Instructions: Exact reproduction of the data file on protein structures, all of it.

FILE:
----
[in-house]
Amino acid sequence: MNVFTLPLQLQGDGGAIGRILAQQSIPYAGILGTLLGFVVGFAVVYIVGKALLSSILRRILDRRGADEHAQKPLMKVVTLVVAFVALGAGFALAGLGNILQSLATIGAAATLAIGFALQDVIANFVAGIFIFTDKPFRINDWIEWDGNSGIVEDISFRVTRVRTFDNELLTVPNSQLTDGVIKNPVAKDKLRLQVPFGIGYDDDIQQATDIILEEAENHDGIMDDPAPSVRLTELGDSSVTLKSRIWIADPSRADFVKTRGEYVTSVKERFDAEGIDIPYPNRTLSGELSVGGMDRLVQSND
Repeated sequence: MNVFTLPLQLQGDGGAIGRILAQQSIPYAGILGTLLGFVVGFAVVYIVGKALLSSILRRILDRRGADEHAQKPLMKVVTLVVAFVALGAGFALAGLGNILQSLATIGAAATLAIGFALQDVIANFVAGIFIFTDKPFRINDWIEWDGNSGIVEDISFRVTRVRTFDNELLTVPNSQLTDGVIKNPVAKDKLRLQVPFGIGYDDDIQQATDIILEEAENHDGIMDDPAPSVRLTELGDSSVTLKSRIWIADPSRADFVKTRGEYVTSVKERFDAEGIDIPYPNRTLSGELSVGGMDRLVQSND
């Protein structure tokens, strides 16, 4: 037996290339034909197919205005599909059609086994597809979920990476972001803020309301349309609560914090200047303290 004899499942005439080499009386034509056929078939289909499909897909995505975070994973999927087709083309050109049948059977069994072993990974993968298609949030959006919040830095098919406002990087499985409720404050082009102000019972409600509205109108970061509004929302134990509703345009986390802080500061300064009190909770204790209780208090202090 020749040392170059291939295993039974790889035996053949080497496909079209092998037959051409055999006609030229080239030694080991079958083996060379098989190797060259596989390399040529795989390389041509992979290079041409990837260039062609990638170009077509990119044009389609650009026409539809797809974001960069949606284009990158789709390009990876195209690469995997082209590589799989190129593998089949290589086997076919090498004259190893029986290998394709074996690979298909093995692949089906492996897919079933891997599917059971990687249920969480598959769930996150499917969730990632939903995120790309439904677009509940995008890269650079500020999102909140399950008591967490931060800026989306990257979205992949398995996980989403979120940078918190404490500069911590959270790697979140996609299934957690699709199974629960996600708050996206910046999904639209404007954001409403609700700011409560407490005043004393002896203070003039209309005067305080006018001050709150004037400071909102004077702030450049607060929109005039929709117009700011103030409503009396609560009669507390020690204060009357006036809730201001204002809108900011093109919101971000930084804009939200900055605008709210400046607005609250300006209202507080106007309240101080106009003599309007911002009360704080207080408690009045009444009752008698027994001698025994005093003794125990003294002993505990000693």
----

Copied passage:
[in-house]
Amino acid sequence: MNVFTLPLQLQGDGGAIGRILAQQSIPYAGILGTLLGFVVGFAVVYIVGKALLSSILRRILDRRGADEHAQKPLMKVVTLVVAFVALGAGFALAGLGNILQSLATIGAAATLAIGFALQDVIANFVAGIFIFTDKPFRINDWIEWDGNSGIVEDISFRVTRVRTFDNELLTVPNSQLTDGVIKNPVAKDKLRLQVPFGIGYDDDIQQATDIILEEAENHDGIMDDPAPSVRLTELGDSSVTLKSRIWIADPSRADFVKTRGEYVTSVKERFDAEGIDIPYPNRTLSGELSVGGMDRLVQSND
Repeated sequence: MNVFTLPLQLQGDGGAIGRILAQQSIPYAGILGTLLGFVVGFAVVYIVGKALLSSILRRILDRRGADEHAQKPLMKVVTLVVAFVALGAGFALAGLGNILQSLATIGAAATLAIGFALQDVIANFVAGIFIFTDKPFRINDWIEWDGNSGIVEDISFRVTRVRTFDNELLTVPNSQLTDGVIKNPVAKDKLRLQVPFGIGYDDDIQQATDIILEEAENHDGIMDDPAPSVRLTELGDSSVTLKSRIWIADPSRADFVKTRGEYVTSVKERFDAEGIDIPYPNRTLSGELSVGGMDRLVQSND
């Protein structure tokens, strides 16, 4: 037996290339034909197919205005599909059609086994597809979920990476972001803020309301349309609560914090200047303290 004899499942005439080499009386034509056929078939289909499909897909995505975070994973999927087709083309050109049948059977069994072993990974993968298609949030959006919040830095098919406002990087499985409720404050082009102000019972409600509205109108970061509004929302134990509703345009986390802080500061300064009190909770204790209780208090202090 020749040392170059291939295993039974790889035996053949080497496909079209092998037959051409055999006609030229080239030694080991079958083996060379098989190797060259596989390399040529795989390389041509992979290079041409990837260039062609990638170009077509990119044009389609650009026409539809797809974001960069949606284009990158789709390009990876195209690469995997082209590589799989190129593998089949290589086997076919090498004259190893029986290998394709074996690979298909093995692949089906492996897919079933891997599917059971990687249920969480598959769930996150499917969730990632939903995120790309439904677009509940995008890269650079500020999102909140399950008591967490931060800026989306990257979205992949398995996980989403979120940078918190404490500069911590959270790697979140996609299934957690699709199974629960996600708050996206910046999904639209404007954001409403609700700011409560407490005043004393002896203070003039209309005067305080006018001050709150004037400071909102004077702030450049607060929109005039929709117009700011103030409503009396609560009669507390020690204060009357006036809730201001204002809108900011093109919101971000930084804009939200900055605008709210400046607005609250300006209202507080106007309240101080106009003599309007911002009360704080207080408690009045009444009752008698027994001698025994005093003794125990003294002993505990000693």